The growth in technology, Watson said, will continue to drive accelerated growth across all sectors. “Advances in high-tech devices, cloud computing and the Internet of Things (IoT) are expected to drive continued growth in Arizona’s manufacturing industry.”
And recently, Watson said, the state has seen strong interest in Arizona from next-gen mobility companies, driven by the state’s talent, business-friendly policies and close proximity to Mexico, she added.
“Lucid Motors will manufacture its luxury electric cars in Casa Grande, which is in Pinal County. Nikola Motor Company will design its hydrogen-electric powered vehicles in Phoenix and manufacture them in Coolidge, also in Pinal County. Collectively, these projects will create over 4,000 new jobs and $1.7 billion in capital investment in Arizona. Local Motors also is manufacturing its Olli low-speed automated shuttle vehicle in Chandler. As consumers increasingly look for electric and alternative fuel vehicles, the products these companies will make in our state are sure to be in high demand for the long-term.”
Reaching global markets comes readily for the state’s manufacturers. “Manufacturers operating in Arizona can easily access some of the world’s largest economies: California, Mexico and Texas. 85 million consumers are within a one-day trucking radius,” Watson said.
The new SkyBridge Arizona development at Phoenix-Mesa Gateway Airport is facilitating in a new era for cross-border commerce, she added. “SkyBridge Arizona is the nation’s first inland air cargo port housing both American and Mexican customs, allowing users to more efficiently export products to Latin America.”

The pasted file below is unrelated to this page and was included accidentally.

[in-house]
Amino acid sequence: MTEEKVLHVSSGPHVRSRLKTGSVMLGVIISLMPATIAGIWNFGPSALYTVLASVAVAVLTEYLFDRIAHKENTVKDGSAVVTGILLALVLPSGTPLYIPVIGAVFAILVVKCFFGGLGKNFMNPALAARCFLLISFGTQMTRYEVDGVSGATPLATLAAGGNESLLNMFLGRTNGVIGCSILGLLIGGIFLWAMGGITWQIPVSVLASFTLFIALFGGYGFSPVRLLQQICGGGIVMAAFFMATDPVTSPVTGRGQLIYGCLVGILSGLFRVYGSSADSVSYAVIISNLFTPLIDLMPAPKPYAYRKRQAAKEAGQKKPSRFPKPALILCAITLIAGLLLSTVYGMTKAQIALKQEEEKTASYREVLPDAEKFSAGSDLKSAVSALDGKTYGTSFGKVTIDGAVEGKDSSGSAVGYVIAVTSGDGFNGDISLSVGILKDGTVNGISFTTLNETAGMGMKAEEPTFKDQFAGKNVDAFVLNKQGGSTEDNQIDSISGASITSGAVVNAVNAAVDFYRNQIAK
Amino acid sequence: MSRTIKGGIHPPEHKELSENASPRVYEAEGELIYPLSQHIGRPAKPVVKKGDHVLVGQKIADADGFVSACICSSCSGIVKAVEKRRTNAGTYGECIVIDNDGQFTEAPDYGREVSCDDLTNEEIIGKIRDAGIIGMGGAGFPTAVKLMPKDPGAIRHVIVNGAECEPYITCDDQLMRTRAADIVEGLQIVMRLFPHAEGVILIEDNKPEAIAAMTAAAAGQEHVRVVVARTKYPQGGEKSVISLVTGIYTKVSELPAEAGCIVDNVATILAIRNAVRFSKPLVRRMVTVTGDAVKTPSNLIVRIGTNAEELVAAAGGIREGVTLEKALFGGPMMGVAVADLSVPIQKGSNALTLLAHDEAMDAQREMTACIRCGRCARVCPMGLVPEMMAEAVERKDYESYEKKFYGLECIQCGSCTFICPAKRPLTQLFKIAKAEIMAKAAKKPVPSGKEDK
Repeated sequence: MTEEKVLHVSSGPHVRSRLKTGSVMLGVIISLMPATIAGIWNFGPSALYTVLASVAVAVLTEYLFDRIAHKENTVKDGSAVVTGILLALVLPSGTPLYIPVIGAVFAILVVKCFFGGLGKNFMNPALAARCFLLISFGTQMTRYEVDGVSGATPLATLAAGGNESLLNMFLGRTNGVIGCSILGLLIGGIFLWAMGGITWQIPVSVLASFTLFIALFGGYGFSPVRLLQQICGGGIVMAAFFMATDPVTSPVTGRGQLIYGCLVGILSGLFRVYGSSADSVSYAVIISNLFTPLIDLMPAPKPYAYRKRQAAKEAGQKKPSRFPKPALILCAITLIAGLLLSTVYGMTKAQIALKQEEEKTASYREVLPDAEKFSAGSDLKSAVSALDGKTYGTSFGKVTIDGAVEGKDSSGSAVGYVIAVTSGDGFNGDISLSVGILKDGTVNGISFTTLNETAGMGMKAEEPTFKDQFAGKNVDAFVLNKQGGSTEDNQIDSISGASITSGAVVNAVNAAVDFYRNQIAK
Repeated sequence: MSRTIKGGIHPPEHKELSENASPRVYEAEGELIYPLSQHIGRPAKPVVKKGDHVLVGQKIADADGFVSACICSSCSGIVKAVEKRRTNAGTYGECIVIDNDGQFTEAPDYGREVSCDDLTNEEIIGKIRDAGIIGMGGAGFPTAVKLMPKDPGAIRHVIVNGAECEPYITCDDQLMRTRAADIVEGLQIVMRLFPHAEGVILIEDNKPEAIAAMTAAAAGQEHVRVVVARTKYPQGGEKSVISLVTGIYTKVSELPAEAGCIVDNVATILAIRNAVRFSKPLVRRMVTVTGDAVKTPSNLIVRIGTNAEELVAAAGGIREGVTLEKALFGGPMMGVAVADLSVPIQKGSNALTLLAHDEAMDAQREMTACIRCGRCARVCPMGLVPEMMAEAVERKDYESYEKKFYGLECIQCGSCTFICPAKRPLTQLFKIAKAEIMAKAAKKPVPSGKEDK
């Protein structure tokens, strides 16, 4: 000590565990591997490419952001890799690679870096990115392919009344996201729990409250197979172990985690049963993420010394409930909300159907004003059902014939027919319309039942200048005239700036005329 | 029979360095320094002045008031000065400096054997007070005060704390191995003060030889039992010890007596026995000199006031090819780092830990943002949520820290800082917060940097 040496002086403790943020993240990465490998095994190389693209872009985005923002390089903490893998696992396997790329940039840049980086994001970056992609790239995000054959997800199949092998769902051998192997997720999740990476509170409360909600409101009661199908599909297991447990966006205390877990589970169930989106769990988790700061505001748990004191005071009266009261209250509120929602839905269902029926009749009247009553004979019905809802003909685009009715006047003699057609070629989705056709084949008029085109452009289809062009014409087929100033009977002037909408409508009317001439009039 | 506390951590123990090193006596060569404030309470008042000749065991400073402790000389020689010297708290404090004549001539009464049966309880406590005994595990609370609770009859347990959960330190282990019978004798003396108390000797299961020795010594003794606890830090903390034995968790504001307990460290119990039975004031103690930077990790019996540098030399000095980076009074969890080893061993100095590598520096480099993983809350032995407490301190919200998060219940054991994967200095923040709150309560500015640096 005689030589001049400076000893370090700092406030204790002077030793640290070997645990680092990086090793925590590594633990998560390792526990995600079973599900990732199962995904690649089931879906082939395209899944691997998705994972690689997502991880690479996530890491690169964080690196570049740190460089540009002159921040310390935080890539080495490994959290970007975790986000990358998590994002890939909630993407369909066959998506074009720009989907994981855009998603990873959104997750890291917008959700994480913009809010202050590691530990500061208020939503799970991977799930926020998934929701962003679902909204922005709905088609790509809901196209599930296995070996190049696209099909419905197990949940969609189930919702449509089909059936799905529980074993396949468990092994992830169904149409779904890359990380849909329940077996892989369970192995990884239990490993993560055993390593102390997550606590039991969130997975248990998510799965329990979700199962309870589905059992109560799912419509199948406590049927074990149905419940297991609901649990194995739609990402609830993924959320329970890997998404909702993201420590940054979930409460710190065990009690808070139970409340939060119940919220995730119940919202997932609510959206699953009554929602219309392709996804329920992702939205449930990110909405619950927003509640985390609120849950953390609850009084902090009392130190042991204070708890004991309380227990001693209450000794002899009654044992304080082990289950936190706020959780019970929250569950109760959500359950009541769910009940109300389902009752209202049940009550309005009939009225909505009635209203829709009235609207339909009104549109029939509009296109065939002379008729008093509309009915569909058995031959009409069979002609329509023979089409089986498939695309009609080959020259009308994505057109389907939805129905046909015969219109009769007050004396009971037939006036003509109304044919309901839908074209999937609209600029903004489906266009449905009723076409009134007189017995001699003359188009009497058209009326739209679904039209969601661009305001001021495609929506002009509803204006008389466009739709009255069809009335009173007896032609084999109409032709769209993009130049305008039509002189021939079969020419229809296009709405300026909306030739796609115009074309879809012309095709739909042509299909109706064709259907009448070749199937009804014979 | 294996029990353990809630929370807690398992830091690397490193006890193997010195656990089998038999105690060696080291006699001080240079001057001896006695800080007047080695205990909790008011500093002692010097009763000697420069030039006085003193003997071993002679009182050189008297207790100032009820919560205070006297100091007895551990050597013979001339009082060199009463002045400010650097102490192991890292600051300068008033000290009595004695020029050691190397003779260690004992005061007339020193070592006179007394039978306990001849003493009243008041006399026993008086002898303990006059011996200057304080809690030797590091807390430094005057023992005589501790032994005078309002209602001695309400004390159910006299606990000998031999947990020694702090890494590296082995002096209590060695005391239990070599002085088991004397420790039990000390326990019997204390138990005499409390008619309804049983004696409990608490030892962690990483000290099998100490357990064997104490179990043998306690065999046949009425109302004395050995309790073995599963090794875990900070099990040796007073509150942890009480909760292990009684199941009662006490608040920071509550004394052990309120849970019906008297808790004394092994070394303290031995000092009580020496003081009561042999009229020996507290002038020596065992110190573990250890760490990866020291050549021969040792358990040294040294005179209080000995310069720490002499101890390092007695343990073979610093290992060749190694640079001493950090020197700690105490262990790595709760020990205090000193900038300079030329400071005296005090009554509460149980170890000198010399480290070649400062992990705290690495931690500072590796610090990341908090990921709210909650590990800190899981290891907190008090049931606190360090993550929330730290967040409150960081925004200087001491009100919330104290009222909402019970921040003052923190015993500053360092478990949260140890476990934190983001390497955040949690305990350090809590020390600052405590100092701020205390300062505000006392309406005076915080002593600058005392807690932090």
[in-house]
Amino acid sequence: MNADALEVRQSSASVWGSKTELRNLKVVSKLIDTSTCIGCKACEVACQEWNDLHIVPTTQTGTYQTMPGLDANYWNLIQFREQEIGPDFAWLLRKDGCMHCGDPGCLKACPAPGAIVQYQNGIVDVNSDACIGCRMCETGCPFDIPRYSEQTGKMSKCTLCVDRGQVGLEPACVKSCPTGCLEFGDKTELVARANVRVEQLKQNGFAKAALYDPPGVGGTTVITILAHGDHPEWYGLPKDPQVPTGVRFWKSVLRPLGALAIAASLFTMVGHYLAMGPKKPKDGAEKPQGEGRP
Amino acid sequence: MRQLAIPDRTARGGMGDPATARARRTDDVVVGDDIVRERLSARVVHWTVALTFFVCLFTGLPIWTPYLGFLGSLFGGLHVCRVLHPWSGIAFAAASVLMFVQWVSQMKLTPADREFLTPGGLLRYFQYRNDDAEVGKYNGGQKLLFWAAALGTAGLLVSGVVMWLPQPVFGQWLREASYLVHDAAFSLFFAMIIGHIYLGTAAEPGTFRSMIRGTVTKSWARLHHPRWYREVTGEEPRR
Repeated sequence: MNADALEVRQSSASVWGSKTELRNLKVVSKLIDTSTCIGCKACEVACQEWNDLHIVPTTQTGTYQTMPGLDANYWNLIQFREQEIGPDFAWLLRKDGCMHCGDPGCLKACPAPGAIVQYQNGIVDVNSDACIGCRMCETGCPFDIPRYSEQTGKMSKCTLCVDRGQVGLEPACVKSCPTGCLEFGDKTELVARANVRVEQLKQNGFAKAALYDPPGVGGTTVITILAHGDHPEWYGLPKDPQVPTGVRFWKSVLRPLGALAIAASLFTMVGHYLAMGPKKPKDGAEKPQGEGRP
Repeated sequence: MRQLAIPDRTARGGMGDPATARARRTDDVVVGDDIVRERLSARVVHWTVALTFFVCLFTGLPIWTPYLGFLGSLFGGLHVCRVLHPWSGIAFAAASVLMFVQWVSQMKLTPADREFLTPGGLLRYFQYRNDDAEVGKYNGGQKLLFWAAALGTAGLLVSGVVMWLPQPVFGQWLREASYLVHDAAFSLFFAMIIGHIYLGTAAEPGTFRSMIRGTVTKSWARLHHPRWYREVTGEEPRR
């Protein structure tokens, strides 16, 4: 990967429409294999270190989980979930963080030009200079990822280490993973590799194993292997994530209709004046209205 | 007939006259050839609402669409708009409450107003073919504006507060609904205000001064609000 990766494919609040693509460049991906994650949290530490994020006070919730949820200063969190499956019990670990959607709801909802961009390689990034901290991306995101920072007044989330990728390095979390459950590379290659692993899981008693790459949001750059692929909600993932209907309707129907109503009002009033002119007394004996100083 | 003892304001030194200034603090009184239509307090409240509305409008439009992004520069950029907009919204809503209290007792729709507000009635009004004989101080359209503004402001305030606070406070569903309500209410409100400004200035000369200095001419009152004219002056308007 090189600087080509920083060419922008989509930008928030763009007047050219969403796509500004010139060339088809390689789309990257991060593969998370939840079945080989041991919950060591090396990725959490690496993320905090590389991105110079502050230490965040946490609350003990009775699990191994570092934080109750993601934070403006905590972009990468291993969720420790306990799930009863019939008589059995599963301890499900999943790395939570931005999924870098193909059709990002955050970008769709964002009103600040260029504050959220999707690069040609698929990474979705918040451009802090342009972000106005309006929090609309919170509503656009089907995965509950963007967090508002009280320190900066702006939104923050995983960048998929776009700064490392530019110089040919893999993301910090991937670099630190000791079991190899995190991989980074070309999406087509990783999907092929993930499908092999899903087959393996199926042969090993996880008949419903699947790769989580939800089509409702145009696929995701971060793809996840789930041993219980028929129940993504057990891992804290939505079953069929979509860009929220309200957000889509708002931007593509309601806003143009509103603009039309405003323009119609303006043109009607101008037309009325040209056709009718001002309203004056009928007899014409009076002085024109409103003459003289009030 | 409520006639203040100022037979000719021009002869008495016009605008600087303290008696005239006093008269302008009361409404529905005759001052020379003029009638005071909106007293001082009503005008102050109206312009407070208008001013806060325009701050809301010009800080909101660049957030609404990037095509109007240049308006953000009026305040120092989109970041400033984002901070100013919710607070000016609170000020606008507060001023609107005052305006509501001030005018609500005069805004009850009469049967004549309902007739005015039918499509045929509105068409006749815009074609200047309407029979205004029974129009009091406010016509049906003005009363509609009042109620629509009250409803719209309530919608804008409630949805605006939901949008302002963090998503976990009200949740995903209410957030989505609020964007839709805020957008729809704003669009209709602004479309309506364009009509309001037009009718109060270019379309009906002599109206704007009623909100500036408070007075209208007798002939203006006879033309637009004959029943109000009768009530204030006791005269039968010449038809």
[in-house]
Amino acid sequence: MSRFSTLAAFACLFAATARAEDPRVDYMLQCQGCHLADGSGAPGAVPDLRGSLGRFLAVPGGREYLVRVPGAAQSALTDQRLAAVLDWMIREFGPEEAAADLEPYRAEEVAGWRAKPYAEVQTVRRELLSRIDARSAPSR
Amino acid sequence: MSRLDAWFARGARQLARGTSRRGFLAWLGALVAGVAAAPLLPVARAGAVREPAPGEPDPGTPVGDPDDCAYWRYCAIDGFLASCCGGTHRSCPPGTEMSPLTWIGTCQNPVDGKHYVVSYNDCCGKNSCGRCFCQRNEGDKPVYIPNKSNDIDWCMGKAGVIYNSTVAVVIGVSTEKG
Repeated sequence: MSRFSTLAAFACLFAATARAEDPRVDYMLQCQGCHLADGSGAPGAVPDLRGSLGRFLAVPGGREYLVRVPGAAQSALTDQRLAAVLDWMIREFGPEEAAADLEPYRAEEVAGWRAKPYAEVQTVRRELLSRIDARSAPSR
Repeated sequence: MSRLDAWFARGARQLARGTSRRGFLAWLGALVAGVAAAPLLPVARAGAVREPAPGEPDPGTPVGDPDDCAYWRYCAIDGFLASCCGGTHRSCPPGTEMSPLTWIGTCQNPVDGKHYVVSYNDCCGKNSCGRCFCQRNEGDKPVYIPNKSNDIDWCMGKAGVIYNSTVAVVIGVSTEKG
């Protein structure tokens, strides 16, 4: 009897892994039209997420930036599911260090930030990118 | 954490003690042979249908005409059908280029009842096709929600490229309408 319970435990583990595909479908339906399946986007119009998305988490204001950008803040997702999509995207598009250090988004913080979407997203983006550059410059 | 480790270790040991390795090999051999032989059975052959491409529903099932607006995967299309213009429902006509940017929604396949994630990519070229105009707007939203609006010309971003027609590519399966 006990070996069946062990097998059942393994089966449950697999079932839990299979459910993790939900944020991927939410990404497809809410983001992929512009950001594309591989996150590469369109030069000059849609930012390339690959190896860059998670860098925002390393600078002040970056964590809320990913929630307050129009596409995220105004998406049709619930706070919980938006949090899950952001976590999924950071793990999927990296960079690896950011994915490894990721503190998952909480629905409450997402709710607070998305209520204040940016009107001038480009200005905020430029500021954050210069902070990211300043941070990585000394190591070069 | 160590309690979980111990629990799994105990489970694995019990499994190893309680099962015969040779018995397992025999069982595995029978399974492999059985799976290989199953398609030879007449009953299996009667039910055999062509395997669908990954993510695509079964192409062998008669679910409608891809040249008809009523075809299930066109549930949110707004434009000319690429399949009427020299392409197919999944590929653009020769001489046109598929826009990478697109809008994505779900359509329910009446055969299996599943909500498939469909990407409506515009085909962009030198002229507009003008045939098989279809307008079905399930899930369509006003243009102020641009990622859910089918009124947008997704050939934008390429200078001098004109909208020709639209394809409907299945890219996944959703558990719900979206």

“Under Gov. Ducey’s leadership, Arizona has continued to grow and strengthen our ties with both Mexico and Canada. Our relationships with these two nations are critical to our economy, representing more than $20 billion in bilateral trade and supporting more than 228,000 Arizona jobs. The signing of the USMCA is an exciting step forward and one that will allow us to increase cross-border collaboration. The Arizona Commerce Authority is grateful for the incredible efforts made by so many, including Gov. Ducey and Arizona’s federal delegation, to reach this significant accomplishment.”
Watson attributed Arizona’s skilled talent as a strong factor in attracting and retaining advanced manufacturing companies. The state’s university network is nurturing the advanced manufacturing talent pipeline. In 2018, 52 Arizona schools awarded 34,039 degrees and certificates in programs relevant to manufacturing.